The Korean War had just ended in 1954. South Korea was in shambles (the reason it was not part of our 1956 itinerary). French control of their colonies in Indochina had collapsed with the defeat of French forces in a last stand at Dien Bien Phu.

British colonial influence in East Asia was under severe challenge between the demands for political independence of East Asian colonies and dealing with the challenge from China’s emergence. US influence was just forming a new political front, evidently.

Japan was a defeated nation, its people humbled. Whenever we met elders, they spoke to us with a sense of profound guilt for the war. The young people of our age exuded confidence and were very friendly. The marks of war bombing were visible in that city.

Formosa (or Taiwan) then was still undergoing an internal consolidation, Chiang Kai-shek was driven off to this island by the triumph of Mao Tse-tung from the Chinese mainland in 1949. The island was quite poor almost everywhere. It was typically like the Philippine country side. When we visited Kaoshung – today a highly developed industrial port – in southern Taiwan, the town reminded me of Laoag, Ilocos Norte, only somewhat poorer.

The British colony that was peninsular Malaya included Singapore. In those days, the colony was being challenged by a local rural communist rebellion and urban discontent, especially in Singapore. Independence from the British was still an issue needing resolution, even though the British empire was in its waning days.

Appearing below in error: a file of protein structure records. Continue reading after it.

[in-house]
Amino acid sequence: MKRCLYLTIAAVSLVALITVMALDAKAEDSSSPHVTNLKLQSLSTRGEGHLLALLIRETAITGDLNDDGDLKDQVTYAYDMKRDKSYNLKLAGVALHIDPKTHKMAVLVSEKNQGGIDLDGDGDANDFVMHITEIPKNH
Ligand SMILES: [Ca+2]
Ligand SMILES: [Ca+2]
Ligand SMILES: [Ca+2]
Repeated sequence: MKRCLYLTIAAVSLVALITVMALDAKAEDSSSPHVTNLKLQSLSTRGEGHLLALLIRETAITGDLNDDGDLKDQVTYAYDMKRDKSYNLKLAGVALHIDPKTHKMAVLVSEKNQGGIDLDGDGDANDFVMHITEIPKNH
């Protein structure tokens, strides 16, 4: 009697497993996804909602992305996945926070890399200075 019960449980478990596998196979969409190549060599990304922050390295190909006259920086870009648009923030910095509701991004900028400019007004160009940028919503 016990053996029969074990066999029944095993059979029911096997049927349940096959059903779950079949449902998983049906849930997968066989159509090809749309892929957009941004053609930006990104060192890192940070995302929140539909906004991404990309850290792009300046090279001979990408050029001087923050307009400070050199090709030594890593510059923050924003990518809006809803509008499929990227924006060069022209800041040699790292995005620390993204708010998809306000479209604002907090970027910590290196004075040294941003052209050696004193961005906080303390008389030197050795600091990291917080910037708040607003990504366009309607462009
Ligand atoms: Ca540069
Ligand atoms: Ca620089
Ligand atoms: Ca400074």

The poorest countries in the region appeared to us to be Indonesia. Yet, its destiny then was being shaped by President Sukarno whose ambition was to become a leader of the “non-aligned nations”, a grouping of countries who were veering off the US-Soviet Cold War.

Thailand was in shaky shape, wedged in by the turbulence in the Indochinese side and by internal turmoil in government that was run by military cliques that unleashed coups upon coups.

Cambodia was a fragile kingdom threatened by the partition of neighboring Vietnam into north and south in 1954.

Vietnam itself – South Vietnam in our itinerary – was in danger of a continuous civil war. The South Vietnamese government was under serious challenge from within – the communist Viet Cong.

A progressive, different world in 2015. What a difference a lifetime – 60 years in all – can make for nation building! Today, all these countries are in varying stages and levels of progress.

Each nation has followed a unique path toward its own development. What led to the positive turn of events in favor of economic development were historic forces that overshadowed the domestic tensions dividing these countries – the end of the Vietnam War in 1975, the emergence and integration of China into the world community, and the end of the Cold War in 1991, the triumph of capitalism.

These nations would learn to settle the issues that tended to break each one apart. Finally, they would foster collective regional actions as well as make domestic decisions that that are more helpful in bringing them economic growth rather than fragmentation.

My email is: gpsicat@gmail.com. Visit this site for more information, feedback and commentary: http://econ.upd.edu.ph/gpsicat/

ACIRC ALIGN COLD WAR COUNTRIES EAST ASIA EAST ASIAN LEFT QUOT RAMON MAGSAYSAY STUDENT UNIVERSITY